An anthology of the Undead
Edited by Christopher Golden

What a great read. From John Connolly writing a short sharp zombie-take on Lazarus and Brian Keene twisting a short zombie tale into a romantic tome with The Wind Cries Mary, this is a collection to die for. Yeah, bad pun, but great book. Notable for an unusual style is Twittering from the Circus of the Dead by Joe Hill and Stephen R. Bissette’s Copper.

While it is not unimaginable to sit down and read a 500 page novel about the living dead, it is so much more fun to have an anthology collection like this one. Being able to read a short story or two in one day about zombies means the reader does not have to invest in the more time consuming novel for thrills.

I have discovered so much enjoyment in this anthology it encourages me to go and seek out some more work by authors whose work I have particularly enjoyed. If we look at it practically it is fair to say we are well into a time when a good long read is such an investment that one desires more at the end. Perhaps this is why so many books come out as part of a series these days. It is not a new thing, there have always been series’ of books in my lifetime that take the same characters on another long journey, or further along the same quest and that is great.

Having a sample slice of a writer’s output, enough for a taste of their style, has always been a good way to discover new work you respond well with. Certainly some writers are better at the short story than they are at the novel, and I guess that is a chance you take whenever you seek out their more protracted work after enjoying something smaller; some writers have yet to produce their novel as you read one of their short stories, but this anthology is different. It seems everyone included has at the very least produced a novel as a co-author if not a string of titles in the fantasy or horror genre.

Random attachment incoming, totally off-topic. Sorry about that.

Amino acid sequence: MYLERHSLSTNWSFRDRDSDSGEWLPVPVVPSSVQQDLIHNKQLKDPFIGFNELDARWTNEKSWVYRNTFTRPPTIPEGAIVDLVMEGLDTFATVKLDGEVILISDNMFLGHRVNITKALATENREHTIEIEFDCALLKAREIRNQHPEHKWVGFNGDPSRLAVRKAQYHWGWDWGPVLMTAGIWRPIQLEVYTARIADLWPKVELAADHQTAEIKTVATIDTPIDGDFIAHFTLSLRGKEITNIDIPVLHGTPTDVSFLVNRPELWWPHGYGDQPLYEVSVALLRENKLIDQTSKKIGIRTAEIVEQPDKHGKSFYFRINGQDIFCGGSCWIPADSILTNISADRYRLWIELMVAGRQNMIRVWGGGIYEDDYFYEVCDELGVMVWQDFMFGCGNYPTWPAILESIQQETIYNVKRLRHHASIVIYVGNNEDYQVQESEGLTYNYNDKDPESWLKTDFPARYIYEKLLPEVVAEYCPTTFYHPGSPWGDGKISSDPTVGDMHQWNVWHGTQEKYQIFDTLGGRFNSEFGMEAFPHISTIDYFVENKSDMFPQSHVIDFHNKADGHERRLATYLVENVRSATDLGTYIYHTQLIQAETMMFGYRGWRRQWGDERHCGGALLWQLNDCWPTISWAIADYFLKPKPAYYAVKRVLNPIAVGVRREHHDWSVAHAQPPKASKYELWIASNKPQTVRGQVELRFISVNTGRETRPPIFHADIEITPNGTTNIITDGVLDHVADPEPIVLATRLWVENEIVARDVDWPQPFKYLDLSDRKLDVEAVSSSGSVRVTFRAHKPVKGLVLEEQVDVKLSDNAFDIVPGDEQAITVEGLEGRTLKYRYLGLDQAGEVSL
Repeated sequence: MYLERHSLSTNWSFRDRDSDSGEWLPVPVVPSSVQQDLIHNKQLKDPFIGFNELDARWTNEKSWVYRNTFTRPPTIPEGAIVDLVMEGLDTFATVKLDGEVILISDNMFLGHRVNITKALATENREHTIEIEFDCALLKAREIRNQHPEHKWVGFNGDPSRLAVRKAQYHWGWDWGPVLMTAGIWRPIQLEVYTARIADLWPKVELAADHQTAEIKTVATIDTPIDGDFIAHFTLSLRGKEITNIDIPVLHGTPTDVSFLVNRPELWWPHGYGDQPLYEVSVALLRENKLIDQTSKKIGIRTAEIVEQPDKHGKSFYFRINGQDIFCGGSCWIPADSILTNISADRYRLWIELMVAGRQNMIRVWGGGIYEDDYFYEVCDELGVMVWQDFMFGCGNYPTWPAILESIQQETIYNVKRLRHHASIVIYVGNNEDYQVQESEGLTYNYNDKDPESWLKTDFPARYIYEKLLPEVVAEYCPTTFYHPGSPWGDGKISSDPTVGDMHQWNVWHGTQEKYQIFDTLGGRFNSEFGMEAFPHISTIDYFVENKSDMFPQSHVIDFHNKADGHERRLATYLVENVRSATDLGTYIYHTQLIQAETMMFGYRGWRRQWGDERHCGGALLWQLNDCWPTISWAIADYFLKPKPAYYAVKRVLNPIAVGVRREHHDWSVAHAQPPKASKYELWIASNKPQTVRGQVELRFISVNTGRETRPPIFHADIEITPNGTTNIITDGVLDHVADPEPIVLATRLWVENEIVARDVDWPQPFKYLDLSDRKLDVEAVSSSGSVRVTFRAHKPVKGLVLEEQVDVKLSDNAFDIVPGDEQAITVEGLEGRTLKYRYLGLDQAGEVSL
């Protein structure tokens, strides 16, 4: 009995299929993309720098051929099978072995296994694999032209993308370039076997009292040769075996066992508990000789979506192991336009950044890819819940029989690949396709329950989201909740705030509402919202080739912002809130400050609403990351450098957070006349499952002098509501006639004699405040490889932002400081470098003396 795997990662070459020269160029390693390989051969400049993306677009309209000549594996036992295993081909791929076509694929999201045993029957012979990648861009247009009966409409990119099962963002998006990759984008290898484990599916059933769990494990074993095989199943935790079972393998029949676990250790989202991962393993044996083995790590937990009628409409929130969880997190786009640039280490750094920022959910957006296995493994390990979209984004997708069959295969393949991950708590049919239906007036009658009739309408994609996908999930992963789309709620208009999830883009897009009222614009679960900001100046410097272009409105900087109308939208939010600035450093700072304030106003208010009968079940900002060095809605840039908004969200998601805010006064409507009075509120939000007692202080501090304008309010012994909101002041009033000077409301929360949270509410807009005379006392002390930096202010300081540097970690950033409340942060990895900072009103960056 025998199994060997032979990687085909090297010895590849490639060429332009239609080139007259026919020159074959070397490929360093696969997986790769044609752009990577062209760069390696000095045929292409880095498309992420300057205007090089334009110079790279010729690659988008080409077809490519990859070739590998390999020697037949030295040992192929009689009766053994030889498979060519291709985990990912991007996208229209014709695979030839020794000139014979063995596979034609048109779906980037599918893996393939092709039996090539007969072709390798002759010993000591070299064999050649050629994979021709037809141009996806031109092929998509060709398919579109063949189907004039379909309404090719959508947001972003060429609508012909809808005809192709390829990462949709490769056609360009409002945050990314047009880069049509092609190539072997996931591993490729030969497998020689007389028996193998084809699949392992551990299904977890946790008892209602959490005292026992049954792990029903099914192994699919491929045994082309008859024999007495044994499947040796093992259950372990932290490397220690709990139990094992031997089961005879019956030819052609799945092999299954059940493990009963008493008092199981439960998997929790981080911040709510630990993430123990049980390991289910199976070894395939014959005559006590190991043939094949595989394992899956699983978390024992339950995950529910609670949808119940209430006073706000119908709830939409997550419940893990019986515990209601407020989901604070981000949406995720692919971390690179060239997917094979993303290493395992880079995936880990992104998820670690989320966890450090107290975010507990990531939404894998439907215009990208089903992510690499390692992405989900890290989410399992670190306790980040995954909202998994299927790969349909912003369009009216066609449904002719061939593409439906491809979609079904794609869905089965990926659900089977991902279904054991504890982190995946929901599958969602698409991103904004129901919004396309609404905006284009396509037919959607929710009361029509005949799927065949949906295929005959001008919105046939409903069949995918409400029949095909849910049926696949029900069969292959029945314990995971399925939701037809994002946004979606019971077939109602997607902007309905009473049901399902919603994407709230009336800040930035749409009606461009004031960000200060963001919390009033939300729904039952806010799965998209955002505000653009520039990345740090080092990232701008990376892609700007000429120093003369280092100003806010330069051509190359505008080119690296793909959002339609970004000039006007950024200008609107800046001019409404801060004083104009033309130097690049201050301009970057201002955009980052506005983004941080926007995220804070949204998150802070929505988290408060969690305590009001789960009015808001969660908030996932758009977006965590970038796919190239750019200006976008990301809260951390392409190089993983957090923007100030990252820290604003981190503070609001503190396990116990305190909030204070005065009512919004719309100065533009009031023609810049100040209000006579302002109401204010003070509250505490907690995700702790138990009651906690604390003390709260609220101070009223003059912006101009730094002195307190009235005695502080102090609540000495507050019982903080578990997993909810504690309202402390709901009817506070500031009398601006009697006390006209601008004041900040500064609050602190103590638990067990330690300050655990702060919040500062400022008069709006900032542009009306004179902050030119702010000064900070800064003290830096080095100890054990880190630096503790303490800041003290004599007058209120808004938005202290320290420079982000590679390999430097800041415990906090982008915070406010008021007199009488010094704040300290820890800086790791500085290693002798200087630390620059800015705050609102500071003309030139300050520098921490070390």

I recommend it highly if you have a hankering for something a little pungent and threatening. Maybe it is not the best bedside book, unless you love your own nightmares, I am quite fond of something a bit spooky in those hours when I have woken and can not for the life of me get back to sleep. So even though I have read it from cover to cover and feel I have gorged well and truly, it will remain near my bedside because another thing about short stories that I really appreciate is you can easily read them again. In fact sometimes it is completely necessary to read a good short again and again on the basis that you enjoy the turns and twists, the style is really hitting the mark with you or you are trapped in a freakish loop of wanting to be afraid again and again. With Zombie I am sure to dip in and out many more times before it is offered up as a share book, sacrificed to a friend who also wants to read gore and horror. Top stuff.